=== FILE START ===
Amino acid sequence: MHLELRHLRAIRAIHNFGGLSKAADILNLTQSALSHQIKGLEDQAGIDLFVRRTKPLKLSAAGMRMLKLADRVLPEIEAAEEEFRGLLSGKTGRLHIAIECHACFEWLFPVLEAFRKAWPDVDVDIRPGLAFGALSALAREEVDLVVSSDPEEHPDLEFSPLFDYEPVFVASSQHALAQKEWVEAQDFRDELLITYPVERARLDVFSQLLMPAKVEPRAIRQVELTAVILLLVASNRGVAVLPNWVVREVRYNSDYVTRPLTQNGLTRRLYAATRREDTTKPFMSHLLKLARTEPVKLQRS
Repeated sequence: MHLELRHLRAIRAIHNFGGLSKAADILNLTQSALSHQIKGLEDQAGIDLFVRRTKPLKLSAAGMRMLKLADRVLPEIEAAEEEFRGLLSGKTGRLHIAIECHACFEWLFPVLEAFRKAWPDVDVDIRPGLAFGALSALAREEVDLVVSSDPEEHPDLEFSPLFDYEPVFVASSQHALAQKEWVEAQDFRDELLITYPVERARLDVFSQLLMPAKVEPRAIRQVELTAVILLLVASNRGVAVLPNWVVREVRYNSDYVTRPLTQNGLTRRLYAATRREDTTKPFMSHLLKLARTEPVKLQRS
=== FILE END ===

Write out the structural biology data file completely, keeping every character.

Amino acid sequence: MHLELRHLRAIRAIHNFGGLSKAADILNLTQSALSHQIKGLEDQAGIDLFVRRTKPLKLSAAGMRMLKLADRVLPEIEAAEEEFRGLLSGKTGRLHIAIECHACFEWLFPVLEAFRKAWPDVDVDIRPGLAFGALSALAREEVDLVVSSDPEEHPDLEFSPLFDYEPVFVASSQHALAQKEWVEAQDFRDELLITYPVERARLDVFSQLLMPAKVEPRAIRQVELTAVILLLVASNRGVAVLPNWVVREVRYNSDYVTRPLTQNGLTRRLYAATRREDTTKPFMSHLLKLARTEPVKLQRS
Repeated sequence: MHLELRHLRAIRAIHNFGGLSKAADILNLTQSALSHQIKGLEDQAGIDLFVRRTKPLKLSAAGMRMLKLADRVLPEIEAAEEEFRGLLSGKTGRLHIAIECHACFEWLFPVLEAFRKAWPDVDVDIRPGLAFGALSALAREEVDLVVSSDPEEHPDLEFSPLFDYEPVFVASSQHALAQKEWVEAQDFRDELLITYPVERARLDVFSQLLMPAKVEPRAIRQVELTAVILLLVASNRGVAVLPNWVVREVRYNSDYVTRPLTQNGLTRRLYAATRREDTTKPFMSHLLKLARTEPVKLQRS